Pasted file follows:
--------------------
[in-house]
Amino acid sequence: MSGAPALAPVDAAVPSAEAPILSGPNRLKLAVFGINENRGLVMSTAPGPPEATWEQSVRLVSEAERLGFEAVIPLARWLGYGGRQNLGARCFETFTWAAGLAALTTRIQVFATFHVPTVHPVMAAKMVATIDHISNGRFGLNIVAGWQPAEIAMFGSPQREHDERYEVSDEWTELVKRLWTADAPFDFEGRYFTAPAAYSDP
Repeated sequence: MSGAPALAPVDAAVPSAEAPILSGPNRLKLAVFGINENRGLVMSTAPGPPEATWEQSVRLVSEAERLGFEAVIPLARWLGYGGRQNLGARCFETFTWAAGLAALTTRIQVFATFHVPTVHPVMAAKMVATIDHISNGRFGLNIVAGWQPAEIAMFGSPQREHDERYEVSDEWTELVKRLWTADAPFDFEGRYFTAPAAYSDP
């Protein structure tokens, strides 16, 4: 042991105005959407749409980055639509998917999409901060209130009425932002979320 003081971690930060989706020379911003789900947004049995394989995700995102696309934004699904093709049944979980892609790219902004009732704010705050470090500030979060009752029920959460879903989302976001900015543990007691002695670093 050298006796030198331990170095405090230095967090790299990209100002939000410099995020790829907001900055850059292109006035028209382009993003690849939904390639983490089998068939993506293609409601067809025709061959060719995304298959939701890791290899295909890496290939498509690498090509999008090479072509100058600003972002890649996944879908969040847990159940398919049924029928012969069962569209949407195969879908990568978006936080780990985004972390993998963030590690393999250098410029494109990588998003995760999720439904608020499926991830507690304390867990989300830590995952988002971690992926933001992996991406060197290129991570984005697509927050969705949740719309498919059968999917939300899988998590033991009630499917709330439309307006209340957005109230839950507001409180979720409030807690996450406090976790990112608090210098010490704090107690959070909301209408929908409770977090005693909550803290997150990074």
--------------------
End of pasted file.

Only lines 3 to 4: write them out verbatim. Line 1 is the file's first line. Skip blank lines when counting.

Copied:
Repeated sequence: MSGAPALAPVDAAVPSAEAPILSGPNRLKLAVFGINENRGLVMSTAPGPPEATWEQSVRLVSEAERLGFEAVIPLARWLGYGGRQNLGARCFETFTWAAGLAALTTRIQVFATFHVPTVHPVMAAKMVATIDHISNGRFGLNIVAGWQPAEIAMFGSPQREHDERYEVSDEWTELVKRLWTADAPFDFEGRYFTAPAAYSDP
């Protein structure tokens, strides 16, 4: 042991105005959407749409980055639509998917999409901060209130009425932002979320 003081971690930060989706020379911003789900947004049995394989995700995102696309934004699904093709049944979980892609790219902004009732704010705050470090500030979060009752029920959460879903989302976001900015543990007691002695670093 050298006796030198331990170095405090230095967090790299990209100002939000410099995020790829907001900055850059292109006035028209382009993003690849939904390639983490089998068939993506293609409601067809025709061959060719995304298959939701890791290899295909890496290939498509690498090509999008090479072509100058600003972002890649996944879908969040847990159940398919049924029928012969069962569209949407195969879908990568978006936080780990985004972390993998963030590690393999250098410029494109990588998003995760999720439904608020499926991830507690304390867990989300830590995952988002971690992926933001992996991406060197290129991570984005697509927050969705949740719309498919059968999917939300899988998590033991009630499917709330439309307006209340957005109230839950507001409180979720409030807690996450406090976790990112608090210098010490704090107690959070909301209408929908409770977090005693909550803290997150990074």